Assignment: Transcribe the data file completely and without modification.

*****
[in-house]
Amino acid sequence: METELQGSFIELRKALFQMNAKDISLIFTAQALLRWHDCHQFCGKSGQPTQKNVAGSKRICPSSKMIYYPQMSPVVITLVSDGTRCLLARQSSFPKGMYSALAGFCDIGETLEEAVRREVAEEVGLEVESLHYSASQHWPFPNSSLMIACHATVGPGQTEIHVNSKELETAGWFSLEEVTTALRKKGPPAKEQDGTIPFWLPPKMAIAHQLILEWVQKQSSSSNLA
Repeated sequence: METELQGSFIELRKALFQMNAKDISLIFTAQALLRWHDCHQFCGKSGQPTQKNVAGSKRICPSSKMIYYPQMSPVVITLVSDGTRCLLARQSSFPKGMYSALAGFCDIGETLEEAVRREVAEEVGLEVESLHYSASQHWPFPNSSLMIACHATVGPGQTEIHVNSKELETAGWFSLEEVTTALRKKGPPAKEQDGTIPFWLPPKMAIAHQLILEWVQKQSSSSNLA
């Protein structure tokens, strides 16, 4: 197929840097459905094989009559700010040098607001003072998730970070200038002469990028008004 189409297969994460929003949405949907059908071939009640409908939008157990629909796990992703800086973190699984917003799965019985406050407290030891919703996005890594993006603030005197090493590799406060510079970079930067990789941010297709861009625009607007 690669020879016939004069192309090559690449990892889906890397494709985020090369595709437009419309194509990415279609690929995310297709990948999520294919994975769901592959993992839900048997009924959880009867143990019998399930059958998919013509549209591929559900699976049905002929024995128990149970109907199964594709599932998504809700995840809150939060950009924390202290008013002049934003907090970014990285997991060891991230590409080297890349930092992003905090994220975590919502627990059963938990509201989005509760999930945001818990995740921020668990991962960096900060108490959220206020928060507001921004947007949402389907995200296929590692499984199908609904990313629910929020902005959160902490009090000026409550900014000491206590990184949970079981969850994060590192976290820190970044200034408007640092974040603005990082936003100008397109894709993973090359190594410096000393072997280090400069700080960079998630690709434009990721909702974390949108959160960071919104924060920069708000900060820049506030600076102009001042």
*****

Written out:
[in-house]
Amino acid sequence: METELQGSFIELRKALFQMNAKDISLIFTAQALLRWHDCHQFCGKSGQPTQKNVAGSKRICPSSKMIYYPQMSPVVITLVSDGTRCLLARQSSFPKGMYSALAGFCDIGETLEEAVRREVAEEVGLEVESLHYSASQHWPFPNSSLMIACHATVGPGQTEIHVNSKELETAGWFSLEEVTTALRKKGPPAKEQDGTIPFWLPPKMAIAHQLILEWVQKQSSSSNLA
Repeated sequence: METELQGSFIELRKALFQMNAKDISLIFTAQALLRWHDCHQFCGKSGQPTQKNVAGSKRICPSSKMIYYPQMSPVVITLVSDGTRCLLARQSSFPKGMYSALAGFCDIGETLEEAVRREVAEEVGLEVESLHYSASQHWPFPNSSLMIACHATVGPGQTEIHVNSKELETAGWFSLEEVTTALRKKGPPAKEQDGTIPFWLPPKMAIAHQLILEWVQKQSSSSNLA
């Protein structure tokens, strides 16, 4: 197929840097459905094989009559700010040098607001003072998730970070200038002469990028008004 189409297969994460929003949405949907059908071939009640409908939008157990629909796990992703800086973190699984917003799965019985406050407290030891919703996005890594993006603030005197090493590799406060510079970079930067990789941010297709861009625009607007 690669020879016939004069192309090559690449990892889906890397494709985020090369595709437009419309194509990415279609690929995310297709990948999520294919994975769901592959993992839900048997009924959880009867143990019998399930059958998919013509549209591929559900699976049905002929024995128990149970109907199964594709599932998504809700995840809150939060950009924390202290008013002049934003907090970014990285997991060891991230590409080297890349930092992003905090994220975590919502627990059963938990509201989005509760999930945001818990995740921020668990991962960096900060108490959220206020928060507001921004947007949402389907995200296929590692499984199908609904990313629910929020902005959160902490009090000026409550900014000491206590990184949970079981969850994060590192976290820190970044200034408007640092974040603005990082936003100008397109894709993973090359190594410096000393072997280090400069700080960079998630690709434009990721909702974390949108959160960071919104924060920069708000900060820049506030600076102009001042």